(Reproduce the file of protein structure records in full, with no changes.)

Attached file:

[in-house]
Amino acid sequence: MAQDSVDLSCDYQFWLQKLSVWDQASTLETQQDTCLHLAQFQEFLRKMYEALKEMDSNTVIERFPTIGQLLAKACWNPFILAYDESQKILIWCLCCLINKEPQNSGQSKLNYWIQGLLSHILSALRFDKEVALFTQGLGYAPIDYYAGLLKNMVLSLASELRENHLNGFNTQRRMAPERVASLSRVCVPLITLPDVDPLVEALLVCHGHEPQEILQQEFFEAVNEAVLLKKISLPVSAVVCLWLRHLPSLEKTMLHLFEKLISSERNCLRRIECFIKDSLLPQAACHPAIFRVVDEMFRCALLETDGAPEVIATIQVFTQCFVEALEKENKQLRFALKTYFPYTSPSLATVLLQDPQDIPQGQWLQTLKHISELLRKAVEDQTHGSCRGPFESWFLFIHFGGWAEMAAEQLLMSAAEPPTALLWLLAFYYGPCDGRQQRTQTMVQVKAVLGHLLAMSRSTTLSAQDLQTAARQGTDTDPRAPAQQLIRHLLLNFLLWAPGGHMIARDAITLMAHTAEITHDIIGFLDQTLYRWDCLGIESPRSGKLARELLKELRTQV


[in-house]
Amino acid sequence: MAQDSVDLSCDYQFWLQKLSVWDQASTLETQQDTCLHLAQFQEFLRKMYEALKEMDSNTVIERFPTIGQLLAKACWNPFILAYDESQKILIWCLCCLINKEPQNSGQSKLNYWIQGLLSHILSALRFDKEVALFTQGLGYAPIDYYAGLLKNMVLSLASELRENHLNGFNTQRRMAPERVASLSRVCVPLITLPDVDPLVEALLVCHGHEPQEILQQEFFEAVNEAVLLKKISLPVSAVVCLWLRHLPSLEKTMLHLFEKLISSERNCLRRIECFIKDSLLPQAACHPAIFRVVDEMFRCALLETDGAPEVIATIQVFTQCFVEALEKENKQLRFALKTYFPYTSPSLATVLLQDPQDIPQGQWLQTLKHISELLRKAVEDQTHGSCRGPFESWFLFIHFGGWAEMAAEQLLMSAAEPPTALLWLLAFYYGPCDGRQQRTQTMVQVKAVLGHLLAMSRSTTLSAQDLQTAARQGTDTDPRAPAQQLIRHLLLNFLLWAPGGHMIARDAITLMAHTAEITHDIIGFLDQTLYRWDCLGIESPRSGKLARELLKELRTQV